We can only hope for a reduction in compliance checking and ethics training.

Chris Newfield said...

Ralph's concern is borne out by a couple of emails I've received from faculty remarking that as extramural grantholders in science fields, they can and are making their salaries whole by paying themselves the difference from their grants

Catherine Liu said...

I think that there will a number of long range, unpredictable, but quantifiable effects on the quality of research in the UC. Perhaps hindsight will tell -- I plead ignorance with regard to the sciences and the difficulties faced by bench scientists with regard to such cuts, but as I have seen the despoliation in my own field, the humanities, I find that research initiative has been subtly shaped and driven by private foundations and granting agencies. Whether or not this means that there has been a decline in quality is another question, but the forces that set research agendas in the Humanities and to some degree the Social Sciences will become increasingly inscrutable.

Anonymous said...

I am curious about this point. When there was all of the discussion about why individuals who were not paid out of general funds should not be included in the furlough count one of the arguments was that grant monies could not be moved around--that they had to be spent as the grant application specified. Does this mean that money that was granted for graduate support can be spent on something else?

Ralph Spoilsport said...

Many people know the grant world better than I know it, Anonymous. Concerning the earlier arguments you refer to, I think their point was that UC cannot take grant money and spend it on an unrelated purpose. Same for hospital revenues, same for building funds, same for endowments, and so on, the President has said repeatedly.

But two effects seem likely to me, while remaining consistent with the aims of a grant. First, for existing grants that permit funds to be moved across budget categories, redirection to faculty salary replacement can presumably happen immediately. Second, for new grants, it seems likely that there will be an increased emphasis on providing for salary replacement, relative to other categories (including grad student researchers). How large either effect will be is anybody's guess.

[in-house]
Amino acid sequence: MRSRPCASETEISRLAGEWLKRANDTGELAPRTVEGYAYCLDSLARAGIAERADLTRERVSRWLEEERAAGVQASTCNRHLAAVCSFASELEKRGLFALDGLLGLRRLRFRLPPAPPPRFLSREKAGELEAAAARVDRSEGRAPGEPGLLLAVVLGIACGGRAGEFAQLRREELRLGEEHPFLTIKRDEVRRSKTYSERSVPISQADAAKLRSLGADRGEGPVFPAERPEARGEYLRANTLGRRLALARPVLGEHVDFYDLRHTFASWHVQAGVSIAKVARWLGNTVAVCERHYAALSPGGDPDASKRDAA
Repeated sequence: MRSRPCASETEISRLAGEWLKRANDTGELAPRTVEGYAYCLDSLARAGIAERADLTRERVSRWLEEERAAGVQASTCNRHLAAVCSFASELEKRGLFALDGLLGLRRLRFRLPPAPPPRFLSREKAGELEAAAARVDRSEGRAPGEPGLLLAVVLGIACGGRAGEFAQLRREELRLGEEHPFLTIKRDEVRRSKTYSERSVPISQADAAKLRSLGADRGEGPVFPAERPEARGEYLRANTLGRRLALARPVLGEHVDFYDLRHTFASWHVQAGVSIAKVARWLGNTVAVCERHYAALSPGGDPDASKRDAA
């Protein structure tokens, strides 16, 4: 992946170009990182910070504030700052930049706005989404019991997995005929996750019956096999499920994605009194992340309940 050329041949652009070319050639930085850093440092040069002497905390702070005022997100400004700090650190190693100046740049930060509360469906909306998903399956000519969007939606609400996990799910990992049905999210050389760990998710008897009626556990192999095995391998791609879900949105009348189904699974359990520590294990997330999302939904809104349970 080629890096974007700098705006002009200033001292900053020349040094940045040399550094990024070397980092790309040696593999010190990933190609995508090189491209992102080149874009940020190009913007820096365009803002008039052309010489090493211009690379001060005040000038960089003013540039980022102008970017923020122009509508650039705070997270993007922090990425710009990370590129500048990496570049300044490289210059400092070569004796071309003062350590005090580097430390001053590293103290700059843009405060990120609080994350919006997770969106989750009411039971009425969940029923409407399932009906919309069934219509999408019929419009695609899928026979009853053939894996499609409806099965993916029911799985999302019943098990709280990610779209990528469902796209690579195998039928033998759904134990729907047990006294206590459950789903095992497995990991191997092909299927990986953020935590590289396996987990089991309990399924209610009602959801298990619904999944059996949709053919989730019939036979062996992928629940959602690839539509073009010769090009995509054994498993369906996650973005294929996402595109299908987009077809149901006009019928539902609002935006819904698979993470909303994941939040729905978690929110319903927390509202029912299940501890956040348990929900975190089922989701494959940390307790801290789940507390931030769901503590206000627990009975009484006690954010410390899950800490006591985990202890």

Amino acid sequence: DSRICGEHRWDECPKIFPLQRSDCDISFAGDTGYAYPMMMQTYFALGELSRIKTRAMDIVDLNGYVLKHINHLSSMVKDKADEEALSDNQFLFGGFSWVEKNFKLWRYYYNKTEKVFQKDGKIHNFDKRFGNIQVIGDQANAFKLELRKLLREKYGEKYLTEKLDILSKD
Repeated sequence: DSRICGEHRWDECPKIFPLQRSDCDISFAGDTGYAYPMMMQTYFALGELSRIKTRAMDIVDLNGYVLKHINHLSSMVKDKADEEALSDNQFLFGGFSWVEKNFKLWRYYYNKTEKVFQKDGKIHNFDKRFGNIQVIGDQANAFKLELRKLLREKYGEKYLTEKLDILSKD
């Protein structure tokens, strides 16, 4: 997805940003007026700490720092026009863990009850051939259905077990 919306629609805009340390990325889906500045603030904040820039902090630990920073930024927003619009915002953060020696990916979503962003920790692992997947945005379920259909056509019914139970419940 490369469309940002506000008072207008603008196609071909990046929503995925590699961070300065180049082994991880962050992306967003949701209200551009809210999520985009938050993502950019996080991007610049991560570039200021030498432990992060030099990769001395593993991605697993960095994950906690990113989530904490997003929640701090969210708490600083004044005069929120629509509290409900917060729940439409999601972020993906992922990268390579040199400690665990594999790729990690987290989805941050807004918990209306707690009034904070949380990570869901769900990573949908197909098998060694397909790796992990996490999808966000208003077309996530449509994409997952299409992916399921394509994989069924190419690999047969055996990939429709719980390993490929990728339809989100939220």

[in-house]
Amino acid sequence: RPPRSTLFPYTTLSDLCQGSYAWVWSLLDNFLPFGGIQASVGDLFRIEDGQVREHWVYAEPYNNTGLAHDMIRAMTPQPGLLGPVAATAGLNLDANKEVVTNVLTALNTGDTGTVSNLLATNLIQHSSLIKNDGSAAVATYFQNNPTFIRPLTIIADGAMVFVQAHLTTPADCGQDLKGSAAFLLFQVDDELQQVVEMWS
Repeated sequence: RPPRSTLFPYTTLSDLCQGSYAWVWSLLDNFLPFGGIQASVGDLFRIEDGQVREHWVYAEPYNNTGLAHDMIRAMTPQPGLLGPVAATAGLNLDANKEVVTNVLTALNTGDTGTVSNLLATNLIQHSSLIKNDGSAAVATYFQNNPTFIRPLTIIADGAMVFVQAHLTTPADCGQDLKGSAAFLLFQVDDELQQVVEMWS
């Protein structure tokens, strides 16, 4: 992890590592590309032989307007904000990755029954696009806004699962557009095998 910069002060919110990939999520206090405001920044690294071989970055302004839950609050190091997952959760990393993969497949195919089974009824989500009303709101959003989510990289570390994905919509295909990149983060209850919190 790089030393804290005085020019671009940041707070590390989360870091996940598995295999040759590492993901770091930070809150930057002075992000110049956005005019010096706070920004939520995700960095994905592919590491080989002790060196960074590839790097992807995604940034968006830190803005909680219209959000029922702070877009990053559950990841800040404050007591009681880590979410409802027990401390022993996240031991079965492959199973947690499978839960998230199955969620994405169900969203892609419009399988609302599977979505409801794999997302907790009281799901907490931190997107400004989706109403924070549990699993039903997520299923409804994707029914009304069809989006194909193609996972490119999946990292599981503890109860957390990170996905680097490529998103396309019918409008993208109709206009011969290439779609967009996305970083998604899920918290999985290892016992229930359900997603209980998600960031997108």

Anonymous said...

I am a PI (principal investigator) at UC on multiple awards - I can answer all these questions -
1. Regarding taking money from students to support faculty - in a typical federal budget there should be money for both line items - PI salary and students/postdocs. The PI is allowed to move some funds between categories, however it is often not allowed or at least cause for concern if the PI moves money into the PI salary category. Moving from PI salary to other categories is more frequently done. That means that a PI managing multiple awards may in fact have "extra" salary available that they had not planned to take which can now be used for their furlough.
While you might think it still takes money away from students who might have gotten this salary - remember that a PI's funding base is not a zero sum game. If they spend quickly they can always apply for more grants more frequently. It requires time that could be spent _doing_ the research but it can be done.
2. Running a research group is like running a small business. You go out and procure revenue, do the work and leverage that to bring in more revenue. So the furloughs can be viewed as a cut to the revenue stream which requires some restructuring of funding. We encounter this all the time when agencies in DC cut back and others grow, so in some sense it can be managed just like we managed e.g. a cut in the NSF budget, which until this year was a significant fiscal reality in the sciences (in my case I went after more DoD funding during the Bush administration).
3. Regarding spending money on nonrelated activities - the expenditures are up to the PI to manage, within the regulations defined by the agency and by UC. For example, NSF allows only two months of salary from all NSF sources, per year (for PIs), whereas the DoD has no such limit on months. Some NSF grants do not allow faculty salary whereas some do. Regarding who gets funded (as in which student) it is up to the PI to decide - based on the needs of the project. At the same time, the PI has to report all the research results, so if the research does not get done, the agency will not be happy about it.
Either way, the University can not ursurp the funds because they have no authority over them; although the funds belong to the University they are in control of the PI to decide how to spend. If the PI leaves UC the agency has the option to leave the money at UC and allocate a new PI or to take the money back and send it somewhere else (such as the place where the PI relocated).